So here’s the question: why did these small interruptions make me so upset? Why couldn’t I more easily shift gears? Why did I get emotional at each transition?
I retold this saga to my husband when I got home that day, still kind of simmering emotionally. “Why,” I asked him, “why did this make me so upset? I hate feeling this way! I want to be a team player, to go with the flow, to step in and help. Why is it so hard for me to shift gears?”
He, the therapist, said, “That’s your flag. When you respond to something in a way that seems off, you need to ask yourself why.”
As we talked some more, we unearthed a couple of things that were bothering me — some stressors that I hadn’t been realizing were stressors– and I made a plan to address them.
By the next day I was able to communicate some of those frustrations with the people who had the ability to do something about them. This allowed me to stop burying my emotions and, rather, express them appropriately.
I am feeling stretched thin. I am disappointed by this reality. I don’t feel heard.
When I stated my grievances, I was told, “Please be sure to share these things when they come up; don’t carry them around for so long.” But, you know what? I didn’t know how much I was bothered until I started paying attention to the flags.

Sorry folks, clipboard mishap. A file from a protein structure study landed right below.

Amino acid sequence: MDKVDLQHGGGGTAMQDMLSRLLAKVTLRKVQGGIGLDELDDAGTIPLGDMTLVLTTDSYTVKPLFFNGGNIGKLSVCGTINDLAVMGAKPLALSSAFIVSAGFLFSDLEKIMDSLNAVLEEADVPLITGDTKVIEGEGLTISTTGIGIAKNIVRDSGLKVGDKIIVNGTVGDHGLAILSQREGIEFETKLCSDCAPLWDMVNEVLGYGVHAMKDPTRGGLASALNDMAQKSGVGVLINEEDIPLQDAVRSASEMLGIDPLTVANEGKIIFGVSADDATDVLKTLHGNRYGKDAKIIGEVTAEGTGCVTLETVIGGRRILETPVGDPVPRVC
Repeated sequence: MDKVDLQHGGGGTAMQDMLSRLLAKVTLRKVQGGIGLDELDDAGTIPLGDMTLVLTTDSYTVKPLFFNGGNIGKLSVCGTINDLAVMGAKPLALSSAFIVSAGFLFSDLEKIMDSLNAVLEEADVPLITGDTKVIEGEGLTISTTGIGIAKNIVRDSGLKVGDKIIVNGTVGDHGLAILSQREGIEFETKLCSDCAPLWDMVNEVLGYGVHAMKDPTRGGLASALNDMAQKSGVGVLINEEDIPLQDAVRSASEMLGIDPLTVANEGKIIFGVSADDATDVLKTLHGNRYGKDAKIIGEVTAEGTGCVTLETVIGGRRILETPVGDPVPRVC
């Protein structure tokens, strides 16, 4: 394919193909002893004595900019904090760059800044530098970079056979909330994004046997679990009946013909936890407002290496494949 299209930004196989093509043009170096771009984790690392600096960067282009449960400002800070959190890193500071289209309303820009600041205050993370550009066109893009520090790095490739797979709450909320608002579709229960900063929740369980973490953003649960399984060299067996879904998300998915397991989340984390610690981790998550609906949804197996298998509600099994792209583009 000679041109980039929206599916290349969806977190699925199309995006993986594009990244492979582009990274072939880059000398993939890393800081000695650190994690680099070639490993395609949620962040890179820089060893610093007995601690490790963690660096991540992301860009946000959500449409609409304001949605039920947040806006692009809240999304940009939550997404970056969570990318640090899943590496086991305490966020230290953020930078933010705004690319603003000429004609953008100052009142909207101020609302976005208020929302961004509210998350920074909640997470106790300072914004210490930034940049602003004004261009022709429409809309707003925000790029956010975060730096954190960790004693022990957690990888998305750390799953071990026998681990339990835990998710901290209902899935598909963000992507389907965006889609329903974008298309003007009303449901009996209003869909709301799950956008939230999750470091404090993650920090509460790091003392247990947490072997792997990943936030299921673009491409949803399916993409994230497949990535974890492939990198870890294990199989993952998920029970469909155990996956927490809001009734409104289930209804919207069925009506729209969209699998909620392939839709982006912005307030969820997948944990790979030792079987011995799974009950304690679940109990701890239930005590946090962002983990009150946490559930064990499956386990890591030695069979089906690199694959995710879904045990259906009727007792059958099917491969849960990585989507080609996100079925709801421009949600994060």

When my husband said, “That’s your flag,” several images popped up in my mind of other times recently when my emotions flipped like a switch as a result of seemingly insignificant circumstances. I thought to myself, I’ve been overreacting to small things for quite a few weeks. I guess I have been more bothered than I was aware.
This has, of course, happened throughout my life. I’ve snapped at an inconvenience, I’ve growled at a surprise turn of events, and I’ve stomped and slammed when the people in my life didn’t behave in the way that I expected them to. However, rather than noticing these behaviors as flags, I often just chided myself and felt guilty for reacting so emotionally.
I saw myself as too emotional — I cried too much, laughed too loud, and had big emotional responses to almost everything. But I’ve come to see my emotions as a gift — they reveal what’s going on inside of me when I am unaware, and they stand by the side of the road, waving bright red flags so that I’ll stop and take notice. They draw my attention to internal hurts and frustrations so that I will do the work that allows me to be present for others.
Paying attention to the flags this week helped me unearth the real issues. I was never upset that a coworker called in or that I needed to work with a student when I wasn’t planning on it. I was upset for legitimate reasons that had nothing to do with the current situation. I just wasn’t allowing myself to admit it.
Now that I’ve acknowledged some underlying stressors and have some strategies for managing them, I’m hoping to have a more balanced response to the unexpected changes that will undoubtedly arise this week. Maybe when my plans get rearranged, I’ll be able to roll with the punches, unfazed.
And the peace of God, which surpasses all understanding, will guard your hearts and your minds in Christ Jesus.”Philippians 4:6